A friend of mine actually makes mini chapters. Her tiny chapters seem very unconventional to me and I guess it comes across as kind of "quaint" to me. I haven't told her this because, after all, it works to make a transition as well. It doesn't negatively affect the readability.
I don't really want to smooth with writing though, it would mean adding in text that didn't contribute much, and so early on, it would be detrimental. I use asterisks for definite scene breaks, either a jump to another location or to another character. Here, I just want a sense that a little time as past between his appearance in the desert and his existence in it.
 

VRanger

Staff member
Administrator
Absolutely no one will understand extra line feeds, Az. They'll assume it's sloppy formatting, and nothing more.
.
.
.
You might get away with putting a period on each line.
 
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Llyralen

Senior Member
I don't really want to smooth with writing though, it would mean adding in text that didn't contribute much, and so early on, it would be detrimental. I use asterisks for definite scene breaks, either a jump to another location or to another character. Here, I just want a sense that a little time as past between his appearance in the desert and his existence in it.
Okay, that early on.... I HAVE seen some authors put 1-3 paragraphs in italics, almost as if it were a very short prologue. It seems to work and it isn't confusing.
 

TheMightyAz

Staff member
Mentor
Okay, that early on.... I HAVE seen some authors put 1-3 paragraphs in italics, almost as if it were a very short prologue. It seems to work and it isn't confusing.
I'd not considered italics. That might work. The reason I'm asking right now is I'm closing in on the end of scene 1 in chapter 2. I wanted to write it to better inform my jump back to where scene 2 ended in chapter 1. When I finish this scene, I intend to write a short story using the voice of Fiddlesticks, just to get to know him better and nail his syntax. Then I'll rewrite chapter 1 in it's entirety and finish chapter 2. That's the plan.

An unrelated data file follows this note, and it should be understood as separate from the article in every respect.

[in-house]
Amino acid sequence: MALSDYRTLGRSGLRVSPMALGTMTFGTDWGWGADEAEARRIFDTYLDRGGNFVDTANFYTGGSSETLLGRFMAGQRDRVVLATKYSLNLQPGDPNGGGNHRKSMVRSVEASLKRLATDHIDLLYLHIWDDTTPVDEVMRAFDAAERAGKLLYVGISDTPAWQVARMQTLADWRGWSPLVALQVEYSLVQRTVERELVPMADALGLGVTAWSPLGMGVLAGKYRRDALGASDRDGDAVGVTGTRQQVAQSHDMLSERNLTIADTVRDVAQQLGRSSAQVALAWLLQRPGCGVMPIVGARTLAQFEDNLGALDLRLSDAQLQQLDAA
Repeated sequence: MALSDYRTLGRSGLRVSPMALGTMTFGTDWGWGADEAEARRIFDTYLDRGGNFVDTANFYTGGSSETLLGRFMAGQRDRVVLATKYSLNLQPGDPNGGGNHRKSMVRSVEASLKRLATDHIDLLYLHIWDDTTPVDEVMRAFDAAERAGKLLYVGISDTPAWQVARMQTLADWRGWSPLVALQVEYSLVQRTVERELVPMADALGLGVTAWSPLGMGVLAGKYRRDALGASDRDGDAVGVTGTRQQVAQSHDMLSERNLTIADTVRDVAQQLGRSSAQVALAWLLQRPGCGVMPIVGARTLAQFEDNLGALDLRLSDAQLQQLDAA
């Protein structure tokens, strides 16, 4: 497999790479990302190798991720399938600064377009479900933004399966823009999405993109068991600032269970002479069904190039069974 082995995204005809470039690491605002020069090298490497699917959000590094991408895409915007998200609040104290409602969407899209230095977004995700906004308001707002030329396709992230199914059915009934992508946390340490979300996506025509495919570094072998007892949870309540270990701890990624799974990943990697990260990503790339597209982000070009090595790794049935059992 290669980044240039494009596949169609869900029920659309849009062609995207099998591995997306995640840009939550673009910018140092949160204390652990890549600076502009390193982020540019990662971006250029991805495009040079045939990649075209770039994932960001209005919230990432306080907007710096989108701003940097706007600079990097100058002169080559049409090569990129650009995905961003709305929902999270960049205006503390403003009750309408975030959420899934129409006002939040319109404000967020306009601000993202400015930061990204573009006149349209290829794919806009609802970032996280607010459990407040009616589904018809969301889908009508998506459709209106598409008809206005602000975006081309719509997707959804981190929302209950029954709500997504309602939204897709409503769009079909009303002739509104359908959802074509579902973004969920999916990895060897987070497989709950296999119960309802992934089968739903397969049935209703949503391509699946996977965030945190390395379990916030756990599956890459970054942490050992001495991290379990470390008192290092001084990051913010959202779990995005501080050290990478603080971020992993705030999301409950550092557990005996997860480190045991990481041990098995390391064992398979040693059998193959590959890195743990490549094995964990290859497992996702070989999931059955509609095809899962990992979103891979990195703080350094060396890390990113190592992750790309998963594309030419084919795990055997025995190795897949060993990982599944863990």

Terry D

Retired Supervisor
Traditionally, it is okay to use an extra space if you are skipping time but remaining with the same POV character. Asterisks or number signs (hash marks #) can be used when there is more of a change which needs to be conveyed, or when changing POV characters. If you plan to submit for traditional publication I'd look at the publisher's guidelines, or, if those are not available, stick with standard format. Final formatting will be done by the publisher, and editors are not impressed by authors who get creative with their formatting. If considering self-publishing, then anything goes.
 

TheMightyAz

Staff member
Mentor
Traditionally, it is okay to use an extra space if you are skipping time but remaining with the same POV character. Asterisks or number signs (hash marks #) can be used when there is more of a change which needs to be conveyed, or when changing POV characters. If you plan to submit for traditional publication I'd look at the publisher's guidelines, or, if those are not available, stick with standard format. Final formatting will be done by the publisher, and editors are not impressed by authors who get creative with their formatting. If considering self-publishing, then anything goes.
Oh, so it was a traditional way of differentiating between a jump in time and a jump in POV. That's good to know. I'll be attempting traditional publication so, as you say, I'll check out their guidelines before submitting. That's going to be well over a year away though.
 

Ralph Rotten

Staff member
Media Manager
Asteriscks are so 1984ish. Really, they smack of amateurism. Dump the things...or at least don;t use them in the published copy.